F.A.A. managers conceded that the Max “does not meet” agency guidelines “for protecting flight controls,” according to an agency document. But the requested changes would interfere with Boeing’s timeline. The managers wrote that it would be “impractical at this late point in the program,” for the company to resolve the issue.

Engineers at the F.A.A. were demoralized. “During meetings regarding this issue the cost to Boeing to upgrade the design was discussed,” the engineer wrote.

An F.A.A. panel found managers siding with Boeing had created “an environment of mistrust that hampers the ability of the agency to work effectively.” The panel cautioned against allowing Boeing to handle this kind of approval, saying “the company has a vested interest in minimizing costs and schedule impact.”

But by then the panel’s findings were moot. Managers at the agency had already given Boeing the right to approve the rudder cables, and they were installed on the Max.

The Joss Whedon script for Serenity, where Wash lives, is Serenity-190pages.pdf at www.mediafire.com/folder/1uwh75oa407q8/Firefly

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Monday, July 29, 2019 9:56 AM

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The Joss Whedon script for Serenity, where Wash lives, is Serenity-190pages.pdf at www.mediafire.com/folder/1uwh75oa407q8/Firefly


Southwest Airlines, which operates an all-Boeing 737 fleet, said last week it plans to take its new Max planes out of its schedule until early January.

Ryanair executives expected 58 of the planes for the summer of 2020, Ryanair CEO Michael O’Leary warned on Monday. “It may well move to 20, it could move to 10, and it could well move to zero if Boeing don’t get their s--- together pretty quickly with the regulator,” O’Leary said.

www.cnbc.com/2019/07/29/ryanair-rails-against-boeing-for-aircraft-dela
ys-from-737-max-grounding.html


The Joss Whedon script for Serenity, where Wash lives, is Serenity-190pages.pdf at www.mediafire.com/folder/1uwh75oa407q8/Firefly

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Monday, August 5, 2019 8:12 AM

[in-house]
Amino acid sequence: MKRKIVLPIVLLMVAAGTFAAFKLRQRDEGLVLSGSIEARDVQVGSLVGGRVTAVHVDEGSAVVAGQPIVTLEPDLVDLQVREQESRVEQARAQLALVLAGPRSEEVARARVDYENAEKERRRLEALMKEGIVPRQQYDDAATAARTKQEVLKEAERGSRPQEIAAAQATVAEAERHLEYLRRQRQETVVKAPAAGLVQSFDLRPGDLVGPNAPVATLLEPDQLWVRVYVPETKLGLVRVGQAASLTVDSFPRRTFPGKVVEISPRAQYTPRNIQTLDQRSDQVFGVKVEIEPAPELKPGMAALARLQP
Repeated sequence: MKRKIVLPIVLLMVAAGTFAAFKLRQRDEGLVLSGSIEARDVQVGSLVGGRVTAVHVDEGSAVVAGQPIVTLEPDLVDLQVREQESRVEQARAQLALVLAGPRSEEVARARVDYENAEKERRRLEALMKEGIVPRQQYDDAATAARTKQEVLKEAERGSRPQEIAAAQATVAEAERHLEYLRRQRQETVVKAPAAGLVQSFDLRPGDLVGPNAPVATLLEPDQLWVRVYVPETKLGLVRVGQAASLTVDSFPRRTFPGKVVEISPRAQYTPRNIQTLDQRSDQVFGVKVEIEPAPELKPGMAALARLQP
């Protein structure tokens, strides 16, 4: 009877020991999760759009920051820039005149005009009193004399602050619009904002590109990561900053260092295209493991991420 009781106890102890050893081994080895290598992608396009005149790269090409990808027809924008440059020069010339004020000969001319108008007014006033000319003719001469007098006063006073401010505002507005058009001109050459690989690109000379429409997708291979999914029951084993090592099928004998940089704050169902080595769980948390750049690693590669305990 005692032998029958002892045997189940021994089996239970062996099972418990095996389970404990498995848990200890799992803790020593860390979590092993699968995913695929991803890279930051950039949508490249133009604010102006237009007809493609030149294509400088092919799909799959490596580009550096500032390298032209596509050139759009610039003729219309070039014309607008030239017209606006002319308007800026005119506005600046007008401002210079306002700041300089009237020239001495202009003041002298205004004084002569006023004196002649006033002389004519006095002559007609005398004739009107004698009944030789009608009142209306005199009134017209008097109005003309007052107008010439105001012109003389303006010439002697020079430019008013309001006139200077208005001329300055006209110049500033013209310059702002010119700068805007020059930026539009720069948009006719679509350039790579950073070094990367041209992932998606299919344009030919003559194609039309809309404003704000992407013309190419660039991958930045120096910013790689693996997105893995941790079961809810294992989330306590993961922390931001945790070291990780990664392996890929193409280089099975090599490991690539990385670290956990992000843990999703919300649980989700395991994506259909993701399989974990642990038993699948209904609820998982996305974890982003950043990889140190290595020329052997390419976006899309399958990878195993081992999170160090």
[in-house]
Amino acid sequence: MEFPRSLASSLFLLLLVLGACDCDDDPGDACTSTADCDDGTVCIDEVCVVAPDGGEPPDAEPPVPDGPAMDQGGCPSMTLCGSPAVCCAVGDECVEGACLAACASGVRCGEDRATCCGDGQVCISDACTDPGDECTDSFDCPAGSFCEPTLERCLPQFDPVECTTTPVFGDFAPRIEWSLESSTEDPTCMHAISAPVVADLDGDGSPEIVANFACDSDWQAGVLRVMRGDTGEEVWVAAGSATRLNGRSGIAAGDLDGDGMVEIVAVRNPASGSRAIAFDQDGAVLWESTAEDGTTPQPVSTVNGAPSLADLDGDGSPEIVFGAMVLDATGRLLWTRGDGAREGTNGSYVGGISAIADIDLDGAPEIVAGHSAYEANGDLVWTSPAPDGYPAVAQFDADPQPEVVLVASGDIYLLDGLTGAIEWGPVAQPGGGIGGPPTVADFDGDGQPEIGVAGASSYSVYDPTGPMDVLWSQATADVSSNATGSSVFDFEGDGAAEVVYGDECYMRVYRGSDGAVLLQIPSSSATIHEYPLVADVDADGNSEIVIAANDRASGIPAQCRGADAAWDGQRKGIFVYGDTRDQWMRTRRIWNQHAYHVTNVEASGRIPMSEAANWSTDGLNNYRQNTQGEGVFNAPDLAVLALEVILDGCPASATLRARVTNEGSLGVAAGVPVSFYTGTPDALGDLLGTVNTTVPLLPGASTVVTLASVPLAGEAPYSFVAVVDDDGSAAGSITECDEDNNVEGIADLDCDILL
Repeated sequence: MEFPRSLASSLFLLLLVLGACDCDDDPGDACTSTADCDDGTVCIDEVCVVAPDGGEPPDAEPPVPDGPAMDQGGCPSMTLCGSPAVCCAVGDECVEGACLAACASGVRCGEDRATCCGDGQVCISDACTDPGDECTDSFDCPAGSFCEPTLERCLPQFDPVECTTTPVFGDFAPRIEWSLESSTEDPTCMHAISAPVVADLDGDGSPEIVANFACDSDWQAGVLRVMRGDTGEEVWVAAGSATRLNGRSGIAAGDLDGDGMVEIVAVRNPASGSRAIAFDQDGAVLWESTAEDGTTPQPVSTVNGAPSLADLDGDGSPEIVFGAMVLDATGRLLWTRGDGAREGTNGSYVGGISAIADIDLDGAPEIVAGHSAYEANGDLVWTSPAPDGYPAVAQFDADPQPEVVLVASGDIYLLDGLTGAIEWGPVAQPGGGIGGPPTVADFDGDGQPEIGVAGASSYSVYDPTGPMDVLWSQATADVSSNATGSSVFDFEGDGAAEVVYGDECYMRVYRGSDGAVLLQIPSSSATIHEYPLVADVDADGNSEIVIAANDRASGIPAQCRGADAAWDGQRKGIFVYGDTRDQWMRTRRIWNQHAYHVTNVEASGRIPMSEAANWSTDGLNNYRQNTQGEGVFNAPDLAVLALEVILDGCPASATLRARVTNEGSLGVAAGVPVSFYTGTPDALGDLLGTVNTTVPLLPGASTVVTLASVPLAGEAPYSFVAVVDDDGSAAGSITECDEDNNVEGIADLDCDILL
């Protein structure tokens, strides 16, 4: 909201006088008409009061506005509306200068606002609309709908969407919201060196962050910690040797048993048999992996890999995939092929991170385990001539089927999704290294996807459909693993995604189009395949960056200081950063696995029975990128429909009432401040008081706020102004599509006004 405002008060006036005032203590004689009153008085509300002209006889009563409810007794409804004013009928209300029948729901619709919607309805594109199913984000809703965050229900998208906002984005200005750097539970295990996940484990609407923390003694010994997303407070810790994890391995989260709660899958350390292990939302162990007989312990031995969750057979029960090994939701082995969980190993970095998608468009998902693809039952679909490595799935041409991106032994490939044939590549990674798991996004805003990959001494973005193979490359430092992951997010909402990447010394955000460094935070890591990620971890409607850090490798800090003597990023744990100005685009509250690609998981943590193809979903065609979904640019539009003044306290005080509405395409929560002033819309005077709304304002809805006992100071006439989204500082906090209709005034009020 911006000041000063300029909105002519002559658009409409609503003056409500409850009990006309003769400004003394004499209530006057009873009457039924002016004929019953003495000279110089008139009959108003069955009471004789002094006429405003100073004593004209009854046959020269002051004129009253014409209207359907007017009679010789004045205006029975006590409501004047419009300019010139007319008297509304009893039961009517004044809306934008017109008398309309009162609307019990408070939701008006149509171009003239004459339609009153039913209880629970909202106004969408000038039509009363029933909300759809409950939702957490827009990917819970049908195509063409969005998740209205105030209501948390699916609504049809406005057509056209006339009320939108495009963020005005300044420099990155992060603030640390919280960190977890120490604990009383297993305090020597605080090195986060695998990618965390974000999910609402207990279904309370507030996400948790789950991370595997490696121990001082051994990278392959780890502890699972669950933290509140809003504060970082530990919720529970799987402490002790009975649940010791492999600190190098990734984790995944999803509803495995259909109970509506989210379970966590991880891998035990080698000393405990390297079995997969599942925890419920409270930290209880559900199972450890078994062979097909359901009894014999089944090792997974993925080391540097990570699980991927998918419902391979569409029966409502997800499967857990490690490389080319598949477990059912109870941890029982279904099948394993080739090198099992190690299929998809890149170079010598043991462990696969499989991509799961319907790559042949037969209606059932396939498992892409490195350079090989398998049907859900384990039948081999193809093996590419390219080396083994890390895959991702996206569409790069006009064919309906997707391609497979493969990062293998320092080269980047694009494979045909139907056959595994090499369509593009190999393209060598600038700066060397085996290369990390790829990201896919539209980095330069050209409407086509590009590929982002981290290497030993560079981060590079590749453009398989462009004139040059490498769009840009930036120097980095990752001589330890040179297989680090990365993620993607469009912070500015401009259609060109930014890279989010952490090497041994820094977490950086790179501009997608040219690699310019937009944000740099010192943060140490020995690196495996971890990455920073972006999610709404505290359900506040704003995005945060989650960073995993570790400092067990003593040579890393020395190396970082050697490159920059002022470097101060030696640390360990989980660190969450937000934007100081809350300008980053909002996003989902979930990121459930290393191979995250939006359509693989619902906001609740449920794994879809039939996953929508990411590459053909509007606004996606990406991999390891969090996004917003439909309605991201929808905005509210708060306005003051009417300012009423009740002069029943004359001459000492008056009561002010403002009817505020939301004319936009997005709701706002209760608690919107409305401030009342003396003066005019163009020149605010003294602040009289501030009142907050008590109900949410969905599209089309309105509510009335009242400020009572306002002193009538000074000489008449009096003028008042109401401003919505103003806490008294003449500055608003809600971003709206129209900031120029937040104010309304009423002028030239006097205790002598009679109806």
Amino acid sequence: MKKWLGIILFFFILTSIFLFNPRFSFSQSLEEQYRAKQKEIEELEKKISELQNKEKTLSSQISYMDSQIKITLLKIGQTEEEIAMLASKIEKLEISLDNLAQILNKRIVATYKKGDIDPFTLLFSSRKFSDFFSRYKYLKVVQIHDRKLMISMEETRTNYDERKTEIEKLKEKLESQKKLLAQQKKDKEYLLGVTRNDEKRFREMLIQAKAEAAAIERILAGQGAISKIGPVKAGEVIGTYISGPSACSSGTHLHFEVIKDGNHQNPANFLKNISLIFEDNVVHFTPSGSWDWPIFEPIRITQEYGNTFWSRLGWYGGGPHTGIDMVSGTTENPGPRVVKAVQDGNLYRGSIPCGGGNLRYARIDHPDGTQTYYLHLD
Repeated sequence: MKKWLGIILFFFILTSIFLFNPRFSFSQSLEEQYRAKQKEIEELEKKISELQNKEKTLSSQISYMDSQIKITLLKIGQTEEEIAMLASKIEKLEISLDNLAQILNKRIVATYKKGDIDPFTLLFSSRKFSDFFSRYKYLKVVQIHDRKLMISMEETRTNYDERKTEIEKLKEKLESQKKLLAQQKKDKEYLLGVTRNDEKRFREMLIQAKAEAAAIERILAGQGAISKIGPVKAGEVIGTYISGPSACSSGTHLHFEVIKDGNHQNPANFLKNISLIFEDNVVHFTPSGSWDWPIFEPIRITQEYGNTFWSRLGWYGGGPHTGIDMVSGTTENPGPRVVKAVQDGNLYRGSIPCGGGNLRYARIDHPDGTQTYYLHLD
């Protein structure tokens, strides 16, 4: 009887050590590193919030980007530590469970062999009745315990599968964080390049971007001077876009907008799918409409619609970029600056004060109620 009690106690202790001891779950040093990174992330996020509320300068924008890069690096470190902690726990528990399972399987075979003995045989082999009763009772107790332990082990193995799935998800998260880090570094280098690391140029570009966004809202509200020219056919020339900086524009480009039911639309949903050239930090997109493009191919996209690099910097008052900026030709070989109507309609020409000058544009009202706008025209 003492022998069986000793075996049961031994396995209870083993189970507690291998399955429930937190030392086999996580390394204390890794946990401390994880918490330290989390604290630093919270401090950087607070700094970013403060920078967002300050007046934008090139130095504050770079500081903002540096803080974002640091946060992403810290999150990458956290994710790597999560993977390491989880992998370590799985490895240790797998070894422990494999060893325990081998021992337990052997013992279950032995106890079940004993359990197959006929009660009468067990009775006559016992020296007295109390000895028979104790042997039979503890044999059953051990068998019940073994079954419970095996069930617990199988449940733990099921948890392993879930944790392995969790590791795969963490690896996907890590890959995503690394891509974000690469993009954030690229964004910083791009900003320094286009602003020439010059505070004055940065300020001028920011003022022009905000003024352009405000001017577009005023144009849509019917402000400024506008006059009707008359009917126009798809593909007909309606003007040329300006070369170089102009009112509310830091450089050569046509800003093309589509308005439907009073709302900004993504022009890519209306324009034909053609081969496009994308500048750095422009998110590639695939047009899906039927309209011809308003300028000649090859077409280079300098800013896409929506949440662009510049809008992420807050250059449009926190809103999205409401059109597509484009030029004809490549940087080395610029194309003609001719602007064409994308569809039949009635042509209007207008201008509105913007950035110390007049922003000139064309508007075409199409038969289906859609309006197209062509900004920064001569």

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The Joss Whedon script for Serenity, where Wash lives, is Serenity-190pages.pdf at www.mediafire.com/folder/1uwh75oa407q8/Firefly


Newly stringent FAA tests spur a fundamental hardware redesign of Boeing’s 737 MAX flight controls

www.seattletimes.com/business/boeing-aerospace/newly-stringent-faa-tes
ts-spur-a-fundamental-software-redesign-of-737-max-flight-controls
/

In sessions in a Boeing flight simulator in Seattle, two FAA engineering test pilots, typically ex-military test pilots, and a pilot from the FAA’s Flight Standards Aircraft Evaluation Group (AEG), typically an ex-airline pilot, set up a session to test 33 different scenarios that might be sparked by a rare, random microprocessor fault in the jet’s flight-control computer.

This was standard testing that’s typically done in certifying an airplane, but this time it was deliberately set up to produce specific effects similar to what happened on the Lion Air and Ethiopian flights.

The fault occurs when bits inside the microprocessor are randomly flipped from 0 to 1 or vice versa. This is a known phenomenon that can happen due to cosmic rays striking the circuitry. Electronics inside aircraft are particularly vulnerable to such radiation because they fly at high altitudes and high geographic latitudes where the rays are more intense. . . .

The FAA pilots took a further step. They flew the same fault scenario again, this time deliberately allowing the fault to run for some time before responding. This time, one of the three pilots didn’t manage to recover and lost the aircraft. . . .

Prior to that, Boeing had classified this failure mode as a “major fault,” a category that can be mitigated by flight-crew action. The one pilot’s failure to recover immediately changed the classification to “catastrophic,” and FAA regulations require that no single fault can be permitted to lead to a catastrophic outcome. That meant Boeing must fix it and eliminate the possibility. . . .

“There are active means of protecting against bit flips,” said retired Boeing electronics manager Schaeffer. “We always built it into our own software.”

One standard way to fix such a problem is to have a second independent microprocessor inside the same flight-control computer check the output of the first. If the second processor output disagrees with that of the first processor for some specific automated flight control, then no automated action is initiated and the pilot must fly manually.

“Now it takes two processors to fail to get the bad result,” the person familiar with the tests said. “You are no longer in the realm of a single point failure.” . . .

David Hinds, a retired Boeing flight controls and autopilot expert, said that clearly “something got missed” in the original MAX certification of MCAS and now this microprocessor fault.

“I’d like to think you’d catch this on first pass,” said Hinds. “They should have looked harder at some of this.”

The Joss Whedon script for Serenity, where Wash lives, is Serenity-190pages.pdf at www.mediafire.com/folder/1uwh75oa407q8/Firefly

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Tuesday, August 6, 2019 2:07 PM

JEWELSTAITEFAN


They should revoke that last CEO's retirement package, or force him to remain invested in Boeing stock, during it's decline.

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Tuesday, August 6, 2019 4:21 PM

SECOND